New Skin Grafts Speed Healing With Less Pain

New Skin Grafts Speed Healing With Less Pain

Traditional skin grafts can require anesthesia in an operating room, leaving the patient in lots of pain and creating unsightly scars. They also can take a lengthy time to heal.

A new skin grafting procedure is alleviating most of those concerns for many patients. Nena Lundgreen is one of these patients. She is a graduate student at BYU, studying biology. She enjoys the outdoors and was rock climbing in Rock Canyon in April when she was seriously injured. Lundgreen lost two toes and half of two other toes on her left foot and was restricted in her activities.

After the amputations, she was being treated for wound care for a couple of months to help her foot heal.

 “The wound on the top of my foot was open, and was closing very slowly,” she said. “I had been invited to go on a trip on a houseboat to Lake Powell. I had gotten to where I could move around a bit and I wanted to go. But the doctors said I needed a skin graft.”

That was to keep water out of the wound.

Lundgreen found out that Utah Valley Regional Medical Center was one of a few hospitals in the state with a new piece of equipment that allows a new type of skin graft with fewer aftereffects. “I ended up choosing to do that,” she said. “It doesn’t leave big permanent scarring. I have enough nasty scars now.”

“They said it would take about the same healing time, but there was no anesthesia. It wasn’t painful and there was no scarring,” she said. “It really was great. It didn’t hurt at all.”

Dr. Marc Robins, who performed the skin graft for Lundgreen, said not everybody would have that pain-free experience, although the pain is usually less than with a traditional skin graft. He said he was pleased with the new technology.

“The exciting thing is that it avoids a surgical procedure,” he said. “It is relatively painless. It is a quick and easy office procedure now to do an effective skin graft.” To say that Lundgreen is pleased is an understatement.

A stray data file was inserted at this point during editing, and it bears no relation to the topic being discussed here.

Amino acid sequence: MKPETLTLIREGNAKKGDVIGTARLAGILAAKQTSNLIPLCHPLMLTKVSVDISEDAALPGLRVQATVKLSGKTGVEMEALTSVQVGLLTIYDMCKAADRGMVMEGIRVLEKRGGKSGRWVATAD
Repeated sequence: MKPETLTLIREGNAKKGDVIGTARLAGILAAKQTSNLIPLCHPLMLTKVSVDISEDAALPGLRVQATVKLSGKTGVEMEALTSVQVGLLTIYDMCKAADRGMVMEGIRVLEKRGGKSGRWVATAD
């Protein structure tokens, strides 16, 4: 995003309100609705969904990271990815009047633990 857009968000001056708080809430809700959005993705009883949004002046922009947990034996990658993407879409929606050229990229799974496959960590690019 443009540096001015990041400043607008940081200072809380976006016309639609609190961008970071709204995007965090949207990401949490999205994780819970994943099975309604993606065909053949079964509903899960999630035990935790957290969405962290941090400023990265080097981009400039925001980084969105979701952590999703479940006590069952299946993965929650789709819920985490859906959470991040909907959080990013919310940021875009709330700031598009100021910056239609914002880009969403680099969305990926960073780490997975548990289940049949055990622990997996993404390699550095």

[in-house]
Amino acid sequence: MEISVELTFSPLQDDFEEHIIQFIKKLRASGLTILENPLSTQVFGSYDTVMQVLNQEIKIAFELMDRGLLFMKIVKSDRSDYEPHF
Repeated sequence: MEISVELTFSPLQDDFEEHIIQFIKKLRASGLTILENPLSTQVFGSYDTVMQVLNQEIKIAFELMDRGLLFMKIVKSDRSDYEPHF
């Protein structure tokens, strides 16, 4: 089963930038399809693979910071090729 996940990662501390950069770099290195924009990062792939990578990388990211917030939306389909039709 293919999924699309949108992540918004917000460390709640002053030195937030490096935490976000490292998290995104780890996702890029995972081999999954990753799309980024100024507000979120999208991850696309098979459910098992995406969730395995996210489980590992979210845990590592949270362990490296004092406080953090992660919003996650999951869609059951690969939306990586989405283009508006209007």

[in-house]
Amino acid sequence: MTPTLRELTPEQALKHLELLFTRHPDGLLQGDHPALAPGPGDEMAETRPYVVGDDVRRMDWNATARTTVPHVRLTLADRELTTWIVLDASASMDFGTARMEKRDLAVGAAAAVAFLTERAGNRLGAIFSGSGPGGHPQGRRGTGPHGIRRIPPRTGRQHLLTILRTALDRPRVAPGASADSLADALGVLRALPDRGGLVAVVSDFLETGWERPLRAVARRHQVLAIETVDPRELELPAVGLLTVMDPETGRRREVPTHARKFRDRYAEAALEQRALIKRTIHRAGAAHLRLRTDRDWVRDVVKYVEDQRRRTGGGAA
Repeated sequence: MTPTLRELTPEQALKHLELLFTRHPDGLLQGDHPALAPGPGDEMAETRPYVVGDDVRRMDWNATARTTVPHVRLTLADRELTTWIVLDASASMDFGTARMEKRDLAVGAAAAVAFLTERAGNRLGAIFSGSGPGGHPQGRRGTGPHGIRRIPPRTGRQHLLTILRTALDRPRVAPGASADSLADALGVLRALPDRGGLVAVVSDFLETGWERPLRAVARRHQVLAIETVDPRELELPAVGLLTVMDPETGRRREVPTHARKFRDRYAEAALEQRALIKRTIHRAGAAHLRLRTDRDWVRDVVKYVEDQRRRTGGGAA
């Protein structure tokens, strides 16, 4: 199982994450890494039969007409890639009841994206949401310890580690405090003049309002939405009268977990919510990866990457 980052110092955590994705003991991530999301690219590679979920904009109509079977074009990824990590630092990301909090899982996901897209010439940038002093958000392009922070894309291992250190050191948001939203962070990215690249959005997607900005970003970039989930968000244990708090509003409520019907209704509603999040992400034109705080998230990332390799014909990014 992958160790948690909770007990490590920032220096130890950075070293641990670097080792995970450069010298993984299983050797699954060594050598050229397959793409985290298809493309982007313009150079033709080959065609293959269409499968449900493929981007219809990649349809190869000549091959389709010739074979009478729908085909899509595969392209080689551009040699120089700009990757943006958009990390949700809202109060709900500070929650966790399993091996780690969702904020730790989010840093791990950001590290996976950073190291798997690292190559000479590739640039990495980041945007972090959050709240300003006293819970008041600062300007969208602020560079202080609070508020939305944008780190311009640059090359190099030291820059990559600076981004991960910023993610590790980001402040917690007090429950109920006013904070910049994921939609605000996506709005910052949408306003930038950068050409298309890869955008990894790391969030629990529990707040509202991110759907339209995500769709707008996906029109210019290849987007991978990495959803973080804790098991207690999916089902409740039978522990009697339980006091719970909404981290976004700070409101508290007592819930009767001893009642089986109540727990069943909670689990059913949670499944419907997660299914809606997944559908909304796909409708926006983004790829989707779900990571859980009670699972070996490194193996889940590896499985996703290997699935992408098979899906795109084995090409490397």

“I am pretty happy with it,” she said. “It worked as well but did not have the pain, hassle and scarring. I have had enough pain and scarring. I definitely would recommend it to anyone who is a candidate. It is easier.”

Missing a good portion of the toes on one foot has called a stop to her rock climbing, but other activities are continuing.

“I am back to snowboarding, longboarding and surfing,” she said.

Robins explained how the grafting takes place. It starts with an implement which looks similar to a cheese grater. It is placed on the donor site, often the patient’s inner thigh.There is a window on the device so the doctor can see what is happening as small blisters are raised. A piece of medical tape is placed on the skin and a thin layer of skin is then sliced off, then placed on the wounded area. The blister-like pieces are spread out, giving multiple points of contact to provide a framework for healing.

“It is like a bridging network to get new cells to grow across,” Robins said.

The donor site? “It is about the equivalent of a sunburn or a slapped thigh,” he said. “The difference is the thickness of the skin removed.”

 “It gets as good results as the split tissue skin graft,” Robins said. “There is less pain, especially at the donor site. There are no infections at the donor site, but it still stimulates that last layer of healing.”

The grafting usually begins quickly.

“We sometimes see results starting within a week,” Robins said. “It reduces the healing time.”

Since UVRMC began using CelluTome in June, they have done about 23 procedures, Robins said. He has personally done about 16 of those. “It basically just came out in June,” he said. “We were one of the first hospitals to get it. They keep developing newer devices. This makes much smaller blisters.”

Not all wounds are right for the procedure. Some will heal normally and do not need the grafting. Others are over bone or tendon and it does not work on those areas, as there needs to be a “wound bed” prepared. Robins said he learned how to do the procedure at a workshop provided by the company which manufactures the implement.

“It was so easy to do,” he said. “It is a very quick learning curve.”

December 12, 2013 12:35 am  •  Barbara Christiansen – Daily Herald

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